The first time "not in my backyard" protest against the MX missile system arose in Congress yesterday and was promptly crushed by the House.

Rep. Jim Santini (D-Nev.), his state's lone congressman, told the chamber that the Air Force, with President Carter's backing, wants to put 70 percent of the MX system in Navada and the rest in Utah.

He worried that there will not be enough water to supply the large work force needed to construct the system, and sought to disperse the system over several states. His effort came as the House continued debate on a bill authorizing $42 billion for weapons.

Also during the debate, the House beat down an effort to delete funds for a nuclear aircraft carrier. President Carter opposes the carrier so strongly that he vetoed last year's procurement because it included money for the $2 billion ship.

By 286 to 112, the House rejected an amendment by Rep. Ronald V. Dellums (D-Calif.) who calls the carrier a sitting duck in the nuclear age. The House also voted down 309 to 96 an amendment by Rep. Vic Fazio (D-Calif.) to authorize money for an oilfired, Kennedy-class carrier rather than fund another nuclear-powered Nimitz carrier.

While the fight over a nuclear carrier is a perennial one, yesterday marked the first time that the MX system has come under challenge in Congress. The deployment scheme calls for hauling giant missiles from one study garage to another spread in a racetrack pattern at the bottom of deep valleys in Navada and Utah. The cost is estimated at between $30 billion and $40 billion.

Santini said that construction would overwhelm sparsely populated Navada, which is already short on water.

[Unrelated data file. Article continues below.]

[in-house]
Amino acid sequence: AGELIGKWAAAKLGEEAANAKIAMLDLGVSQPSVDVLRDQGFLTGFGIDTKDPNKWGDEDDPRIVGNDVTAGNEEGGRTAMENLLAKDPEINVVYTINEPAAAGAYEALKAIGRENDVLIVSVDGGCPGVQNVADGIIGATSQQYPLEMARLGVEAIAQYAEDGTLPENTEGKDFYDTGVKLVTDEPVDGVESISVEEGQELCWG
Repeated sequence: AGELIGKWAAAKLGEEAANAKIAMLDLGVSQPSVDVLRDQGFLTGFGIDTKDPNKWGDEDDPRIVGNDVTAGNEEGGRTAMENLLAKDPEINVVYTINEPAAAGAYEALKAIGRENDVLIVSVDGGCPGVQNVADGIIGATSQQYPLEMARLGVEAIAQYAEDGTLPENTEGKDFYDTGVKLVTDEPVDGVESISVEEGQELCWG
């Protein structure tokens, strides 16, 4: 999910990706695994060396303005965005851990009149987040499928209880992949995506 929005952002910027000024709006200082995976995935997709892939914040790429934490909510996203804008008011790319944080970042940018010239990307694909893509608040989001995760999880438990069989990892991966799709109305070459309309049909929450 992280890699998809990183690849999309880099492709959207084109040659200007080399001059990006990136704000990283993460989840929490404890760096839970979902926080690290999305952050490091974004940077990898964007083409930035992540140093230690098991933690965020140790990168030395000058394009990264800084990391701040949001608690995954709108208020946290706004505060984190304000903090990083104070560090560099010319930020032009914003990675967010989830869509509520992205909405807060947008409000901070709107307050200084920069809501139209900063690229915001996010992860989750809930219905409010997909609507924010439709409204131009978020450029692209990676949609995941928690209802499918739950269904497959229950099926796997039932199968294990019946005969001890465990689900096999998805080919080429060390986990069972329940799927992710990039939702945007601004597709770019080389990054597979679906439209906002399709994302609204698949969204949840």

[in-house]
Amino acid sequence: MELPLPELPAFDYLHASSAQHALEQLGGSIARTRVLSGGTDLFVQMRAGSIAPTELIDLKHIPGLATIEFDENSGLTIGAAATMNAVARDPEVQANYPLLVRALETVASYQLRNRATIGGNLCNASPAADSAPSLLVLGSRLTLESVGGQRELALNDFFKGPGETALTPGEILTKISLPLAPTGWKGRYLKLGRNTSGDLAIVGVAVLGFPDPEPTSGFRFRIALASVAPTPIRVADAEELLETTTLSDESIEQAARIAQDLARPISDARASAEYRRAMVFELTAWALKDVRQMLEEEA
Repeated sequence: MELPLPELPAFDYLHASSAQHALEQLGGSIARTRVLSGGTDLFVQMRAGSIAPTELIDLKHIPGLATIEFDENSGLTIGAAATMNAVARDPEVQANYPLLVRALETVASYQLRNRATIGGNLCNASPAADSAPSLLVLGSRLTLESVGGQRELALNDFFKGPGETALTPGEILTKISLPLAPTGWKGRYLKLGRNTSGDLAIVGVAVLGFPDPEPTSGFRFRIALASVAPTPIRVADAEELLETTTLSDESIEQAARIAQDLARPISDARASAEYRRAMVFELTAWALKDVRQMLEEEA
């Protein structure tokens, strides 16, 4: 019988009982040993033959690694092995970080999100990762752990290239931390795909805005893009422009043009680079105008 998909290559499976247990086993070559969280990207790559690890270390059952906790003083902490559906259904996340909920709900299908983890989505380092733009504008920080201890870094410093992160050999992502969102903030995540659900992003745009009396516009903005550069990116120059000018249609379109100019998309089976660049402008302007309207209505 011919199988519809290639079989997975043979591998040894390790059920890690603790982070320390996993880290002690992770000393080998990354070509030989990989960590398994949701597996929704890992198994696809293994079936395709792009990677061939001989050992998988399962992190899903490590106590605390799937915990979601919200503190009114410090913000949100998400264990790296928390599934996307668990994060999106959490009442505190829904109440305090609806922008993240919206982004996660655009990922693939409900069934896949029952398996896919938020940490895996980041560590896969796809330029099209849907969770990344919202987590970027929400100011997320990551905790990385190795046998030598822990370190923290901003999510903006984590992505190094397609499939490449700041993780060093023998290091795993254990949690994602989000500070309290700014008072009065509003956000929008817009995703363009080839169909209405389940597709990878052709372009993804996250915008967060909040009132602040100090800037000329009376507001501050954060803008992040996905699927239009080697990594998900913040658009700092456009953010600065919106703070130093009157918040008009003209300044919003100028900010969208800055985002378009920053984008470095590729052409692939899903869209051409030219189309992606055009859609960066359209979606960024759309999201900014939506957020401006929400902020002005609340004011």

"They're talking about 22,000 to 30,000 employes" building the MX racetrack "in an area of 7,000 people. Where's the water going to come from?"

Santini, urged that the racetracks be built on government land in Nevada, Utah, Arizona and New Mexico.

Chairman Melvin R. Price (D-Ill.) of the House Armed Services Committee read a letter from Republican Gov. Robert List of Nevada welcoming the MX into the state.

Nevada's two senators, Democrat Howard W. Cannon and Republican Paul Laxalt, are divided on the MX, with Cannon endorsing it and Laxalt seeking assurances the system would not lock up too much land in the state.

Rep. Richard H. Ichord (D-Mo.) warned his colleagues that spreading the MX among four states would push the cost of the system "through the roof."

Price linked the MX with Senate ratification of the pending strategic arms limitations treaty, delcaring: "It's foolish to think we're going to get a SALT treaty passed" without going ahead with the new land-based missile.

Santini's amendment was voted down 289 to 84 in one of several expressions of strong House support for the MX.

Another MX amendment, sponsored by Dellums, called for deleting money for the missile from the procurement bill on the grounds it was really a first strike weapon that would put a hair trigger on nuclear warfare. Dellums' amendment was defeated 305 to 86.

Since the Senate has already rejected building another nuclear aircraft carrier in passing its own defense procurement bill, the issue will be resolved in a House-Senate conference.Veteran House staffers said yesterday that the overwhelming votes against removing the nuclear carrier from the House bill would make it hard to budge on the issue in conference.

Defense Secretary Harold Brown sent a letter to the House as a procurement bill was being debated in which he declared the Carter administration still opposed the Nimitz nuclear carrier but would settle for building one of the Kennedy class, despite Carter's assertion of last year in his veto message that he favored a smaller carrier than the Kennedy.